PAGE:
Supposedly, Bitcoin is a form of money. Yet (am I right?) it has no substance, nor therefore any intrinsic value. Its value is, happily, outside of government control but is also completely variable and supply is limited only by some kind of computer algorithm, unless penetrated by some hacker. Perhaps its use is beyond the ability of government to track, though governments have a nasty record of simply criminalizing the ownership of an account.
Doug Casey (who is admittedly not disinterested) offered a critique of Bitcoin here a while back, and the article reminds us that Artistotle held that good money should be durable, divisible, convenient, consistent, and have value in itself. Casey reckoned Bitcoin stacks up well on some of those criteria, but badly on others. Meanwhile gold and silver coin provide a strong alternative.

Thunderbolt's picture

Some of the obvious hazards of buying gold/silver lie in the area of privacy and safety. Large purchases are difficult to hide and transport with anonymity. Germany, for example, is beginning to think (discover) that there is no German gold in Ft. Knox. Surprise, surprise, as Gomer Pyle would say. Doug Casey has an intellect similar to your own, so I hesitate to criticize. Nonetheless, Michael Suede has responded to his criticism of Bitcoins here:
The obvious weakness of bitcoins lies in the entry and exit points of the system. I, for example, had ten bitcoins confiscated without cause or explanation, by the bitcoin exchange called Mt. Gox. Those coins would now be worth about $ 130 FRN's. Theft, pure and simple. If The Online Freedom Academy + Bitcoins does not remedy our slavery, then we are left with only Jim Bell's solution. I have hope for the former.

Jim Davies's picture

What a very interesting discussion!  Suede's article is well written; I especially like his "Casey is essentially making the claim that because Bitcoins have no uses outside of acting as a money, they are inherently worthless.... This is a fallacious argument." Damn, this strains the brain. I still yearn for a true childs' guide to Bitcoin.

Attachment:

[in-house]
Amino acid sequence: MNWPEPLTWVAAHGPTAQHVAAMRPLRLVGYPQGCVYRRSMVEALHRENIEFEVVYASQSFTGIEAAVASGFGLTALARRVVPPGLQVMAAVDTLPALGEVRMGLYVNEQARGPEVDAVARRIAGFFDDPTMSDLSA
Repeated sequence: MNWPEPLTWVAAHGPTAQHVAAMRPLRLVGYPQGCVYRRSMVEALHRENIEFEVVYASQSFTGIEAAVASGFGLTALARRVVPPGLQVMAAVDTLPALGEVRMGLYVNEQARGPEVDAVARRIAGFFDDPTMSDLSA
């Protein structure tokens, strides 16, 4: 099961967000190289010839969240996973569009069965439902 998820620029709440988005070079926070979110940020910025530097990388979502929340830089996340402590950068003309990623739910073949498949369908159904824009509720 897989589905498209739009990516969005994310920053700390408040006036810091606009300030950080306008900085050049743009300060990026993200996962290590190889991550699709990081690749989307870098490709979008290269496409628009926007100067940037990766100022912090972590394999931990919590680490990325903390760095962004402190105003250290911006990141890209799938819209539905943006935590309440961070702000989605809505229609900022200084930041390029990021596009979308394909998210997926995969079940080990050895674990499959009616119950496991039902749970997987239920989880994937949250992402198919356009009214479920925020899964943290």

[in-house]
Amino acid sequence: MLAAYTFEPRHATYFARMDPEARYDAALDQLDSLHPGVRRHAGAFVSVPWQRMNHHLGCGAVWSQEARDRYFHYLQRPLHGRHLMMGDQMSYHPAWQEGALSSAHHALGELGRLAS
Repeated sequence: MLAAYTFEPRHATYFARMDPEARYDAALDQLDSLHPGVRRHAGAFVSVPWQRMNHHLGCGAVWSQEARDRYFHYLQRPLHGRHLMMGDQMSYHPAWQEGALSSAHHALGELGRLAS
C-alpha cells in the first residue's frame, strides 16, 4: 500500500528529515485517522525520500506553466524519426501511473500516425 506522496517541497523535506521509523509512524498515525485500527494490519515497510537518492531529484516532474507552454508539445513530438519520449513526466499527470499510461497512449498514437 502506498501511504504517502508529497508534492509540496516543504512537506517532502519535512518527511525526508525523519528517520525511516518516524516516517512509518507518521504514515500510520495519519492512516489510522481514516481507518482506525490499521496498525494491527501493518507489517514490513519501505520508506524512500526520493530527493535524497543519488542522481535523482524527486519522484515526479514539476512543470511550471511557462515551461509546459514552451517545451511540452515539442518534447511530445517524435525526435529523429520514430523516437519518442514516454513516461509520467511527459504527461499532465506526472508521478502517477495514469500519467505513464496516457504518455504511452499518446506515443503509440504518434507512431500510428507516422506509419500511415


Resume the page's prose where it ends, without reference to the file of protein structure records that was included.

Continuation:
He is right too about GoldMoney, or any other dealer  or expediter whose operation is vulnerable to government thuggery. You are right about the difficulties of private transfers of large quantities of gold, and of course our hearts all go out to you. Some of us however are interested only in small quantities, and local coin dealers can provide an excellent level of privacy.
The further into the future one tries to peer the foggier it gets, but my perception is that as resignations from government service gather pace, the resulting free or "White" market will rush to the use of gold and silver because the residual thugs will become exponentially less capable of enforcing whatever regulations against such money they then have on the books. Large electronic transfers will still be hard (because the residue will focus on impeding them) but progress will be so fast that a couple of years later the residue will have vanished and all sizes of gold transfer will be safe. I'm not clear therefore that the single key advantage of Bitcoin will ever become critically important.

Marc's picture

While looking up some information at Wikipedia today I ran into a featured article about the Assay Commission. It met between 1792 and 1980 to test the purity of gold and silver. In 1980 the commission was officially abolished because there was no more precious metal to assay :

A friend of mine is a small dairy farmer. He recently mentioned that his late father paid $1,100 cash for a new Allis-Chalmers tractor in 1936. That tractor is still being used today, by the way. I used the CPI inflation calculator to determine what the equivalent purchasing power would be in today's dollars. It gave me a figure of a little over $18,000.

Billions of dollars worth of residential real estate is being transferred to the elite through what amounts to a few computer key strokes. Thanks to fiat the country is being rapidly transformed into feudal estates owned by the upper one percent while average Americans are becoming serfs.

Glock27's picture

It is my understanding that there is no gold at Fort Knoxx, Kentucky and I just recently heard that the Germans want their gold back from America. If we have no gold and Germany wants hers back what will be the results?

Marc's picture

I've been following that story too. Germany is supposedly going to get half of its American held gold back within seven years. The hoard was originally placed in an underground vault in New York. My guess is that most of it has since been leased (rented for melt) and won't be easily replaced. Something tells me the shelves at Fort Knox are probably just as bare. Submitizen's aren't allowed to know what, if anything, is in the facility. It's "secret knowledge". Have you ever noticed that our "open society" is literally riddled with official mysteries and improbabilities?